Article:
Defendants cite several instances of conduct by Plaintiff's counsel that they allege warrant sanctions under § 1927. (Doc. 103.) As set forth below, the Court finds that counsel's conduct, while inappropriate in some instances, did not “unreasonably and vexatiously” multiply the proceedings.

         A. Unreasonable Settlement Demands

         Defendants assert that Plaintiff, through counsel, made settlement demands that were unreasonable and necessitated several years of litigation.[1] (Doc. 103 at 4-5.) Defendants argue that Plaintiff's settlement demands greatly exceeded their claimed damages.[2] (Id. at 4.) Defendants argue that these settlement demands are evidence of counsel's bad faith and support the imposition of sanctions. As explained below, the Court rejects Defendants' argument.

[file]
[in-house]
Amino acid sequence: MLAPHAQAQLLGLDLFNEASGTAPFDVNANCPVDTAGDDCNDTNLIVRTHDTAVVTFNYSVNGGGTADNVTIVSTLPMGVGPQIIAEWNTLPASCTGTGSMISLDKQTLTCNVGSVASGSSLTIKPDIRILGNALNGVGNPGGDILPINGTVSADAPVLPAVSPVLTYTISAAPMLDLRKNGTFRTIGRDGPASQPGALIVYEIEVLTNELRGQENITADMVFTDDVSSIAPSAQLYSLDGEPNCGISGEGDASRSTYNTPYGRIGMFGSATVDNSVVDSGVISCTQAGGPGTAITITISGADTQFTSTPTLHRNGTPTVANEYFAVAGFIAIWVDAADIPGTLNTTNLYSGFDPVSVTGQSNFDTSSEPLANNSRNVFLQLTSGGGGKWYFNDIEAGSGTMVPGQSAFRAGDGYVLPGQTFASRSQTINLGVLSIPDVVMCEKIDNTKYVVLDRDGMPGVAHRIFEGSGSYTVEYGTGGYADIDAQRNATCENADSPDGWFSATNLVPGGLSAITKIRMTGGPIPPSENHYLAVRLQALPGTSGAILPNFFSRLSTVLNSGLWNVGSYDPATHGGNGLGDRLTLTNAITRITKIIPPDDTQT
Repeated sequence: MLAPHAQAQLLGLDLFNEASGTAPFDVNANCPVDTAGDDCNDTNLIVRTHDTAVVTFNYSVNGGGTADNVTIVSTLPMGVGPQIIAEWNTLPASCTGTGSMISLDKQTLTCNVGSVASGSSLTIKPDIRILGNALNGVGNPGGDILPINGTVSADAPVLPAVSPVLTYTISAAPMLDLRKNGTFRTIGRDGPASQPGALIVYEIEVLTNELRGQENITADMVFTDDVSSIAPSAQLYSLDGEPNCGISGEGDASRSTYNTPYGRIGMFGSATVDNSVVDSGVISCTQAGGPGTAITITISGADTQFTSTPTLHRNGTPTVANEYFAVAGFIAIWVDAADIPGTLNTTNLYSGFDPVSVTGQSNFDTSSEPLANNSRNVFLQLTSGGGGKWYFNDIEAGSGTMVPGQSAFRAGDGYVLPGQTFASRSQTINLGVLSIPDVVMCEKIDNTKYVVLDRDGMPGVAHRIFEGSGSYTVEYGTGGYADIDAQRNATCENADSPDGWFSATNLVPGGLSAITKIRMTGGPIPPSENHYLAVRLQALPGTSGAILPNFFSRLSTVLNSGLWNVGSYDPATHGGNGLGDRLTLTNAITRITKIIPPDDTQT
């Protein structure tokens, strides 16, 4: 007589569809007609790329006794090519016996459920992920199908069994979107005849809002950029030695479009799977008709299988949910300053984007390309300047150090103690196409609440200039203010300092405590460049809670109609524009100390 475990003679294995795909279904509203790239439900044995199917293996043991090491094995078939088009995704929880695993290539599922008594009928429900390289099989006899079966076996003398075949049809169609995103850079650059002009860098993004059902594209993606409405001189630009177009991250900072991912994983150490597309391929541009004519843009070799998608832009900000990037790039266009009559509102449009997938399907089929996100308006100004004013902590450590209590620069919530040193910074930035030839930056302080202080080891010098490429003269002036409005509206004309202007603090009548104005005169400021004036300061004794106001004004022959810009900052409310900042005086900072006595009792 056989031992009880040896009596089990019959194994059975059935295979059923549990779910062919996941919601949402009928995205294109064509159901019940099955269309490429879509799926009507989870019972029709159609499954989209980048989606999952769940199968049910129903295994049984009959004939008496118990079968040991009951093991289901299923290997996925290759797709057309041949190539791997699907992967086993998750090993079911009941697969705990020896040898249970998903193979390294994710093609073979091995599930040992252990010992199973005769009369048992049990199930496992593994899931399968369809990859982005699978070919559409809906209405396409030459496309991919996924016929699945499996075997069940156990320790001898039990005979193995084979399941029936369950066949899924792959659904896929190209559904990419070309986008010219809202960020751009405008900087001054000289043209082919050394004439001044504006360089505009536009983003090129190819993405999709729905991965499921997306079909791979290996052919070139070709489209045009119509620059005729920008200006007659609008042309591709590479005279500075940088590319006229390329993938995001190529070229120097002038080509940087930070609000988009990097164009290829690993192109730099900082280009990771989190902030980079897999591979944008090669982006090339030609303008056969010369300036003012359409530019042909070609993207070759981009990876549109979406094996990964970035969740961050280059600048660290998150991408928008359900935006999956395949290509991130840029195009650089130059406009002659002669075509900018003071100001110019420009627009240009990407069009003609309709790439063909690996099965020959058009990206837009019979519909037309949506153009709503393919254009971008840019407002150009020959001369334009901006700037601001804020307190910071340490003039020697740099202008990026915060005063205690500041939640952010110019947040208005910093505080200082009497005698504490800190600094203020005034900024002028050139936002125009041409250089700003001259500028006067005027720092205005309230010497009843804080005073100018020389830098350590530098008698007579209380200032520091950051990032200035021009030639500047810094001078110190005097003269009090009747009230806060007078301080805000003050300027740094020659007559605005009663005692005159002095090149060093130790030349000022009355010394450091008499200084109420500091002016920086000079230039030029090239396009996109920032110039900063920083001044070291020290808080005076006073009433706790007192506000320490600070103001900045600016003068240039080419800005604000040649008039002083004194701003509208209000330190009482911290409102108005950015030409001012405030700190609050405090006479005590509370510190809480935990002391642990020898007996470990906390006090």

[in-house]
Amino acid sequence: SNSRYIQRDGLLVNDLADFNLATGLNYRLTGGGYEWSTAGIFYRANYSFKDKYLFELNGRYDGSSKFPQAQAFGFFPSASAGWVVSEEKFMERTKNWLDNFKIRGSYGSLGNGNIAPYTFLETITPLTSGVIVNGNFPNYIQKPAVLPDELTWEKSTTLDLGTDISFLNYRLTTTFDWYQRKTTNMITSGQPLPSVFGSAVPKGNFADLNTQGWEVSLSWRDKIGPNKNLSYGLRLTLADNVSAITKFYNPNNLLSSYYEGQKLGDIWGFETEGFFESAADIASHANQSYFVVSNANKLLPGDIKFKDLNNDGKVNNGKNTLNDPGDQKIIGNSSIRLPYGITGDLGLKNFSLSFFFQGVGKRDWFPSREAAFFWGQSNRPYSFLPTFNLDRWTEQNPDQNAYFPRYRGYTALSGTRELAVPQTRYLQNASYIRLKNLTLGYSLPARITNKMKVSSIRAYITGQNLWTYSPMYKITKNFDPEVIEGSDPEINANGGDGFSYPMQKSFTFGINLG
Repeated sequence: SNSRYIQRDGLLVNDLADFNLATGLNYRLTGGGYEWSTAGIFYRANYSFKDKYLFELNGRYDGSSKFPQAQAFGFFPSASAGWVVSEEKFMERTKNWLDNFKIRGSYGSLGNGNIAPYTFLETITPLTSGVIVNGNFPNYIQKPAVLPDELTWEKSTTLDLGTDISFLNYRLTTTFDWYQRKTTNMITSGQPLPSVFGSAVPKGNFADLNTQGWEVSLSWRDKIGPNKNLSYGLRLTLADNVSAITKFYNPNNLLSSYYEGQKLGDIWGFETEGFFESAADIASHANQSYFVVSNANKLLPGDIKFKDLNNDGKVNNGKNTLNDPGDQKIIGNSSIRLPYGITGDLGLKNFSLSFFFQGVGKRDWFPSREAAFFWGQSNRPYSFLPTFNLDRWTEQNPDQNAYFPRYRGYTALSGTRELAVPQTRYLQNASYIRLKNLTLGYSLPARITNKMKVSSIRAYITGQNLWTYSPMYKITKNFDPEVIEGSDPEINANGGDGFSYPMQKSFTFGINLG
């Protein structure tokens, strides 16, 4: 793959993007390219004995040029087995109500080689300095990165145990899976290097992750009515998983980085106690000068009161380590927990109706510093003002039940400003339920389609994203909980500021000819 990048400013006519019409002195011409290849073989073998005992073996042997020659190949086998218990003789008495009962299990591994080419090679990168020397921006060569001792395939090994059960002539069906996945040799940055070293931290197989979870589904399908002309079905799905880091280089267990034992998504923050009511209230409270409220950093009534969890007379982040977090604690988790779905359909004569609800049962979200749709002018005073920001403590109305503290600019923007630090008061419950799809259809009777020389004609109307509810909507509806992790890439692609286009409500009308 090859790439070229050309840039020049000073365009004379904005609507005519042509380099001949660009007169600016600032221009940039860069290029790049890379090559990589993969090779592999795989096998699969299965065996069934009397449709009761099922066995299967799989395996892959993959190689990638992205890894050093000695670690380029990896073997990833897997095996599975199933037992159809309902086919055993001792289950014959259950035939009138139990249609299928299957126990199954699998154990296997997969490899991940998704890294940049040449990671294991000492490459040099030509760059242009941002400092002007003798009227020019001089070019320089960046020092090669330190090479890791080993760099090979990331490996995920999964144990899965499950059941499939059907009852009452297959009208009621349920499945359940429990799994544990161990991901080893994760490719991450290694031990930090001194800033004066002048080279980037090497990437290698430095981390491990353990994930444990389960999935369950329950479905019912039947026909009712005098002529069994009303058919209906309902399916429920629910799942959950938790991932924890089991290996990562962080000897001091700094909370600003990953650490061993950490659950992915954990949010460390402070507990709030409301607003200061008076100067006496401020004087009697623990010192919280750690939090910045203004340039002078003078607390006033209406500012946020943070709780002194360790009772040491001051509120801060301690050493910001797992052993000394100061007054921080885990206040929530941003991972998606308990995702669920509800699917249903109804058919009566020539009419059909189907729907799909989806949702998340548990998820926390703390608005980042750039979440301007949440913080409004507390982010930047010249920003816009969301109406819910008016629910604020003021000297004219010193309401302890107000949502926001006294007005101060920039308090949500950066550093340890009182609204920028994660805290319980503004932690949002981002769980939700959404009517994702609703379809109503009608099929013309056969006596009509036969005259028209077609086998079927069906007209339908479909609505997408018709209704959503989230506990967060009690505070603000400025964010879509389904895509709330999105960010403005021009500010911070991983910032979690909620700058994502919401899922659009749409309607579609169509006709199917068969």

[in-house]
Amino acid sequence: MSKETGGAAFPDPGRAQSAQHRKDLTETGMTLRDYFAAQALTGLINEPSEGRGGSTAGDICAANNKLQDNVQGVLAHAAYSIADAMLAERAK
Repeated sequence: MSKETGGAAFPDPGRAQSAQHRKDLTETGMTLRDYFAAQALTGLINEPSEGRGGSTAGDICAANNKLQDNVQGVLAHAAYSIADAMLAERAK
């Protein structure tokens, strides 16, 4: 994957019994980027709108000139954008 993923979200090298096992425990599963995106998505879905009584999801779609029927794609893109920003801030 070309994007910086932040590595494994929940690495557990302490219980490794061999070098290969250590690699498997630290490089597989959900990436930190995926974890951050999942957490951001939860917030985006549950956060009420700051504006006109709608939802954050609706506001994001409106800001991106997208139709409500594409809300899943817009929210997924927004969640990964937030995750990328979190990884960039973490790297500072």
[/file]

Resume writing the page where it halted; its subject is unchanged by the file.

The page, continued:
Defendants assert that the value of a license for Plaintiff's website was about $15, 000, and Defendants grossed about $3, 000 from the allegedly infringing website. (Id. at 5.) Defendants argue that Plaintiff's damages, including attorney's fees, totaled $32, 000 on January 18, 2016. (Id. at 4 (citing Doc. 46-7 at 2 (stating that Plaintiff's “damages to date” were “$32, 000 including the cost of the platform, lost revenue from monthly rental of the platform, and legal fees.”)).) However, Plaintiff initially demanded $90, 000 to settle this case, and later reduced that demand to $65, 000 for a May 10, 2016 settlement conference. (Doc. 103 at 4; Doc. 102, Ex. F at 6.)